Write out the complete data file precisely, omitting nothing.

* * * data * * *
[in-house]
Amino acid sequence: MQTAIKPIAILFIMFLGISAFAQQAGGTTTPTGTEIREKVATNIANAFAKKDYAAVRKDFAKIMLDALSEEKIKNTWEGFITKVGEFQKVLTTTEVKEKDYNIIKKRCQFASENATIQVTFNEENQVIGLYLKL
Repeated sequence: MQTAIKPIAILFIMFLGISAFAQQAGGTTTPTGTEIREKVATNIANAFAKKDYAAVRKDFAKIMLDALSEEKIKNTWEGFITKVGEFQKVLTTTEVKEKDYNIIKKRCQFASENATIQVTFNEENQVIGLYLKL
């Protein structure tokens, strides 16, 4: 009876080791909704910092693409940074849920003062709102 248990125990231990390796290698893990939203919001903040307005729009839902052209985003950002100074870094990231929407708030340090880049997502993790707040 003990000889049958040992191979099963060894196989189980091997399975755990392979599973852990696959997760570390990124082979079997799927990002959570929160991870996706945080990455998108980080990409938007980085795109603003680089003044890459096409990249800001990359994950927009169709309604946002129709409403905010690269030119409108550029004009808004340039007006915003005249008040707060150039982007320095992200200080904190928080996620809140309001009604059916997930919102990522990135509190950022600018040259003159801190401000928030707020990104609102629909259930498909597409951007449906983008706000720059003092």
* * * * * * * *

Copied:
[in-house]
Amino acid sequence: MQTAIKPIAILFIMFLGISAFAQQAGGTTTPTGTEIREKVATNIANAFAKKDYAAVRKDFAKIMLDALSEEKIKNTWEGFITKVGEFQKVLTTTEVKEKDYNIIKKRCQFASENATIQVTFNEENQVIGLYLKL
Repeated sequence: MQTAIKPIAILFIMFLGISAFAQQAGGTTTPTGTEIREKVATNIANAFAKKDYAAVRKDFAKIMLDALSEEKIKNTWEGFITKVGEFQKVLTTTEVKEKDYNIIKKRCQFASENATIQVTFNEENQVIGLYLKL
């Protein structure tokens, strides 16, 4: 009876080791909704910092693409940074849920003062709102 248990125990231990390796290698893990939203919001903040307005729009839902052209985003950002100074870094990231929407708030340090880049997502993790707040 003990000889049958040992191979099963060894196989189980091997399975755990392979599973852990696959997760570390990124082979079997799927990002959570929160991870996706945080990455998108980080990409938007980085795109603003680089003044890459096409990249800001990359994950927009169709309604946002129709409403905010690269030119409108550029004009808004340039007006915003005249008040707060150039982007320095992200200080904190928080996620809140309001009604059916997930919102990522990135509190950022600018040259003159801190401000928030707020990104609102629909259930498909597409951007449906983008706000720059003092």